As a patient who is both an insulin dependent diabetic and an AI patient, I have first used the pump for delivery of insulin. Therefore I feel I can compare my experiences both from the diabetic and AI point of view. I opted to trial the pump for hydrocortisone delivery as cortisol day curve tests revealed I was a fast metaboliser. My experience resulted in many of my AI symptoms disappearing, eg diarrhoea, tachycardia, morning nausea, and debilitating fatigue, resulting in a better quality of life with more energy enabling me to achieve more than previously. I would say I now feel 80% recovered as opposed to functioning at 30% previously. I have continued to use the pump for hydrocortisone and went back to injecting insulin for treatment of my diabetes.

    • Continuous therapy
    • Able to sleep and not worry about missing dose
    • Able to drop to lower doses because body is using medication better
    • The technology allows for setting updosing at higher amounts by the percentage method, and likewise makes weaning easier to work out using the percentage method.
    • While weaning, the dosing can be set to very small amounts if needed. Eg. 1mg, which is difficult to do using oral medication.
    • Convenience
    • Being able to bolus and receive medication more quickly than updosing with tablets
    • If nauseous or having diarrhoea, guarantee of receiving medication is ensured.
    • The pump can more closely match the circadian rhythm than any other current form of treatment
    • Patients are able to receive very small doses overnight while sleeping
    Many patients who do not do well on oral medication, report doing much better on the pump.

    • More expensive treatment when compared with medication.
    • Adherence to sterile procedures when changing tubing, cannulas, and reservoirs.
    • Acceptance of wearing an attached device and learning how to use it to ensure proper use.
    • Irritated sites
    • Bent cannula
    • Unable to measure cortisol in the same way a diabetic can measure their blood sugars if feeling unwell.
    • User Error
    • Malfunction
    • Claims made that using the pump is a constant reminder of the illness

    • More expensive treatment when compared with medication – more expensive also for a diabetic, yet they get rebates.
    • Adherence to sterile procedures when changing tubing, cannulas, and reservoirs. – A diabetic has to adhere to the same sterile procedures.
    • Irritated sites – diabetics get irritation from the sites also.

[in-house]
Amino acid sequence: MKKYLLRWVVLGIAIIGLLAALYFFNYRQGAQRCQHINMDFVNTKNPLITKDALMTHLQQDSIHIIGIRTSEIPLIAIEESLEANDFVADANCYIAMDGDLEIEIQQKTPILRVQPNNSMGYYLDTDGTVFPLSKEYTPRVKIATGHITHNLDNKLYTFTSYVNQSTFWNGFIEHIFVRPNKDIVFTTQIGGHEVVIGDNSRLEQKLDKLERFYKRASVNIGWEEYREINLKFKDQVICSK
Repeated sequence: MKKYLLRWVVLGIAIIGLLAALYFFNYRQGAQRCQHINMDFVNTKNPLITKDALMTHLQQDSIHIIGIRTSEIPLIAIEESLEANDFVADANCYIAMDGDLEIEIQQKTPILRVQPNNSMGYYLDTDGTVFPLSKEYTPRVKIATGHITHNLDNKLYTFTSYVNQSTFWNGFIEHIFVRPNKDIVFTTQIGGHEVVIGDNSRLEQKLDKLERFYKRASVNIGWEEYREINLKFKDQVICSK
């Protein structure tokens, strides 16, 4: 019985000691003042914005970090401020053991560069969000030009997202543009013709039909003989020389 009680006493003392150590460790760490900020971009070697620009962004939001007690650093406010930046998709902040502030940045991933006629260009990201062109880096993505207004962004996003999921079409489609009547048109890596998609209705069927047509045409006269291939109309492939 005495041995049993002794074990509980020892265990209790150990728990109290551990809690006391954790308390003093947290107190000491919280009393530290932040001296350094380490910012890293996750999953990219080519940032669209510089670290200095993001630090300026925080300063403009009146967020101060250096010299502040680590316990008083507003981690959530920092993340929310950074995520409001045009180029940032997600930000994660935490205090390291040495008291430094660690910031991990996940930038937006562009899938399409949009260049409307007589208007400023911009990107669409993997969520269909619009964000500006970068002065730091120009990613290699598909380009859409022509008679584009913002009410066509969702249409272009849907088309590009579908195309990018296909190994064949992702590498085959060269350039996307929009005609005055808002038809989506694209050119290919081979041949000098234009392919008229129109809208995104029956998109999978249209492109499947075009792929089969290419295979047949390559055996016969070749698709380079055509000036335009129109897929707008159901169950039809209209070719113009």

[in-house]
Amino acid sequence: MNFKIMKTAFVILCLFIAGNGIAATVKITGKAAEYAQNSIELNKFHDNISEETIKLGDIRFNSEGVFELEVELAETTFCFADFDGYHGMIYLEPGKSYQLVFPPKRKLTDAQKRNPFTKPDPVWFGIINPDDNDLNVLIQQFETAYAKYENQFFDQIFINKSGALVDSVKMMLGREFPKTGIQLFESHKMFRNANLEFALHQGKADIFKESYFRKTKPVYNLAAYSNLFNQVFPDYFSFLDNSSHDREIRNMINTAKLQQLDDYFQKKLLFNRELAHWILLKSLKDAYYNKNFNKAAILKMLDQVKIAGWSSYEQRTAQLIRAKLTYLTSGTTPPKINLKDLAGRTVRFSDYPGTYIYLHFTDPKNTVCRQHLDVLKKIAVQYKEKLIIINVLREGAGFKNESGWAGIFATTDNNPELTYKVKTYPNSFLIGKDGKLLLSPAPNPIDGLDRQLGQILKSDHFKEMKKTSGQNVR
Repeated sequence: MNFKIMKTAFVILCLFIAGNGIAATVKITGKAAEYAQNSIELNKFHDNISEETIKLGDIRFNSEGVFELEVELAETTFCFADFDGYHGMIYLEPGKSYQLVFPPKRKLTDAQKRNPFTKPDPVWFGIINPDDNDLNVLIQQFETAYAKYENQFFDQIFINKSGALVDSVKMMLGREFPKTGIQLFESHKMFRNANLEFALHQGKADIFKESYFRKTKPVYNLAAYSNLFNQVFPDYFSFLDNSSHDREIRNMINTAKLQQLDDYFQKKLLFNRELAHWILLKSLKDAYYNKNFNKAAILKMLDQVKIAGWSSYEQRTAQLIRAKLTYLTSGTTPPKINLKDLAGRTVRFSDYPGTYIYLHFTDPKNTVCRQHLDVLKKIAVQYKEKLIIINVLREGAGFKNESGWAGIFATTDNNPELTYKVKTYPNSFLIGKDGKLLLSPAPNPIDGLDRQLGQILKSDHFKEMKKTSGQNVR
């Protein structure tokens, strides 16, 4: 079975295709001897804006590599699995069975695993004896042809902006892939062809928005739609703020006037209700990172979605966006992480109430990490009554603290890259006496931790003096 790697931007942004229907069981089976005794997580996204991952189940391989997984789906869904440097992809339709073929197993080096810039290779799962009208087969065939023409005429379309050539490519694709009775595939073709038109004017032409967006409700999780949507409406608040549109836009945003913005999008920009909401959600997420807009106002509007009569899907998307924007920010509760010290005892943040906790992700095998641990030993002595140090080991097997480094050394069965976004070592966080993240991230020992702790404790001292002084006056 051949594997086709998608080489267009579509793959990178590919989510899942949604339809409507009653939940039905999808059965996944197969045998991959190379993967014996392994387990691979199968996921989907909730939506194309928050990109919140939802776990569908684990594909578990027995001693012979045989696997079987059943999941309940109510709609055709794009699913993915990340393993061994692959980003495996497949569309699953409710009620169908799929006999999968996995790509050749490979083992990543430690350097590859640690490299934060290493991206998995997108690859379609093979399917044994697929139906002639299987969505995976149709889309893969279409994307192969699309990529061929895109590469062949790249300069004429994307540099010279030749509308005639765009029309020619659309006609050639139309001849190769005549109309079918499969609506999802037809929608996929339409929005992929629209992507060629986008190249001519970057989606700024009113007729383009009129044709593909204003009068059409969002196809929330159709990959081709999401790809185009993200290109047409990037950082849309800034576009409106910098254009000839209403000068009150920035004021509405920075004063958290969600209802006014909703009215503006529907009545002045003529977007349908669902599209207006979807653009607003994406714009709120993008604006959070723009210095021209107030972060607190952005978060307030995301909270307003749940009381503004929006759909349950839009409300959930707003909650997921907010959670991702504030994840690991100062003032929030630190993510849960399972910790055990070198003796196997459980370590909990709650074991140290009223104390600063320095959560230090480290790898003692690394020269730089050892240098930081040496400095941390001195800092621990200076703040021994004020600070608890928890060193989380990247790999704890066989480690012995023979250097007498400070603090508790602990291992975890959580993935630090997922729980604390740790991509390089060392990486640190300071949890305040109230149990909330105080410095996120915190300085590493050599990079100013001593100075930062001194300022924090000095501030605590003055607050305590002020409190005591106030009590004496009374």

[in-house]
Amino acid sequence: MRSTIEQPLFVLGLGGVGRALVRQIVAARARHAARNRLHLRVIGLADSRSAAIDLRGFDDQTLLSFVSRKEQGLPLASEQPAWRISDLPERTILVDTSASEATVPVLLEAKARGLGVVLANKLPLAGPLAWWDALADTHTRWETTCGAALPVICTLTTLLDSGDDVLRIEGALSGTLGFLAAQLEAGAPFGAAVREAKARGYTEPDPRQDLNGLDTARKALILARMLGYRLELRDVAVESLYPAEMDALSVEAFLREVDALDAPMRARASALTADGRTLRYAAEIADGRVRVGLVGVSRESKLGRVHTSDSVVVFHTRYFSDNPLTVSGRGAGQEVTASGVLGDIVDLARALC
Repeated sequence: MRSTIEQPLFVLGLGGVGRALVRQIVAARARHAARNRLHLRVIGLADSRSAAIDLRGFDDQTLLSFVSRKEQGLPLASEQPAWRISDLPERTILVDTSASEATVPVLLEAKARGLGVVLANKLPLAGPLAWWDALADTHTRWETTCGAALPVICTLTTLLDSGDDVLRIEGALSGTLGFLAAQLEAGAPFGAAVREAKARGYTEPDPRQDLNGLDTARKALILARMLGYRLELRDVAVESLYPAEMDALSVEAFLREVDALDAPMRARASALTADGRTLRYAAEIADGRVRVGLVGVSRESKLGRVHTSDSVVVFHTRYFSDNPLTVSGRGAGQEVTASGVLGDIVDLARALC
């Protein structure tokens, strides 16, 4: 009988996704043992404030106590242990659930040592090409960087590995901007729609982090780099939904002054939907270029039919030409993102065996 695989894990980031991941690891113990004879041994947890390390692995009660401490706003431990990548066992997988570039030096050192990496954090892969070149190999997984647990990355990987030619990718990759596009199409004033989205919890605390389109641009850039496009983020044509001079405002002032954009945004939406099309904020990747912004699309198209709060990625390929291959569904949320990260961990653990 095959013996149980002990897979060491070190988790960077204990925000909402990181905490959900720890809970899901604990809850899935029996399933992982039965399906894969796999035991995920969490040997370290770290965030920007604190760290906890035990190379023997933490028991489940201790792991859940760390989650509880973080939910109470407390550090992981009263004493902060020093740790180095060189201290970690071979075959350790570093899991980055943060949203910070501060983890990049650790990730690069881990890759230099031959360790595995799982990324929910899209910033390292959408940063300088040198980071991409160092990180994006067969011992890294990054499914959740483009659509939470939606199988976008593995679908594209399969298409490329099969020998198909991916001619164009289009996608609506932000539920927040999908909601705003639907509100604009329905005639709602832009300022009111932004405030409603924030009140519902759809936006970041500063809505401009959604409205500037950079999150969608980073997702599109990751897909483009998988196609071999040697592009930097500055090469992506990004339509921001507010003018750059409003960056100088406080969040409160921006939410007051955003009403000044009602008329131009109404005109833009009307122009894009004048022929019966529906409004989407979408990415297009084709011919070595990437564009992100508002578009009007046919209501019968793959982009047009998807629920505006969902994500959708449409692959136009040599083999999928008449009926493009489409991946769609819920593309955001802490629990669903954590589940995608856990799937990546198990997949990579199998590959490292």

• Bent cannula – this would result in non-delivery of medication and the patient would start to feel low cortisol symptoms. The same can happen if a patient forgets to take their medication or sleeps through a dose. The patient would need to be aware of symptoms in both situations and updose accordingly. A bent cannula can also happen with insulin delivered therapy.
    • Unable to measure cortisol in the same way a diabetic can measure their blood sugars if feeling unwell – An AI patient who uses the pump has to be just as vigilant to recognise low cortisol symptoms in the same way as they would have to if they were taking oral medication. With both AI and diabetes, the patient needs to treat low cortisol/diabetic symptoms by adjusting their dosing accordingly.
    • User Error – diabetics can make mistakes with the pump also and yet the pump is used and accepted re insurance/rebate for this condition. Also, it is just as easy to forget to take a tablet as it is to forget to press the correct button on the pump.
    • Malfunction – diabetic use of pump can also result in malfunction in the same way.
    • Claims made that using the pump is a constant reminder of the illness – this is a ridiculous notion, given that a person who has absorption or fast metabolising issues have to dose more frequently with alarms set on their mobile phones. This is just as much a constant reminder of the illness as is the pump. A diabetic patient has a choice between injecting up to several times a day or using the pump. It is in no way any different for an AI patient than it is for a diabetic patient to be reminded of their illness.


    1. Hi Des,
      This is fantastic, detailed, well-written information. Thank you so much for sharing it here so that others can read more on the issues involved. Have you published this anywhere? Is there anything that I can do to promote it for you?
      Thinking out loud, I’m wondering if you might be interested in being interviewed for Chronically Crappy. I think it could be really helpful for prospective pumpers (and endos) to hear from a range of different pumpers about their experiences.
      What do you think?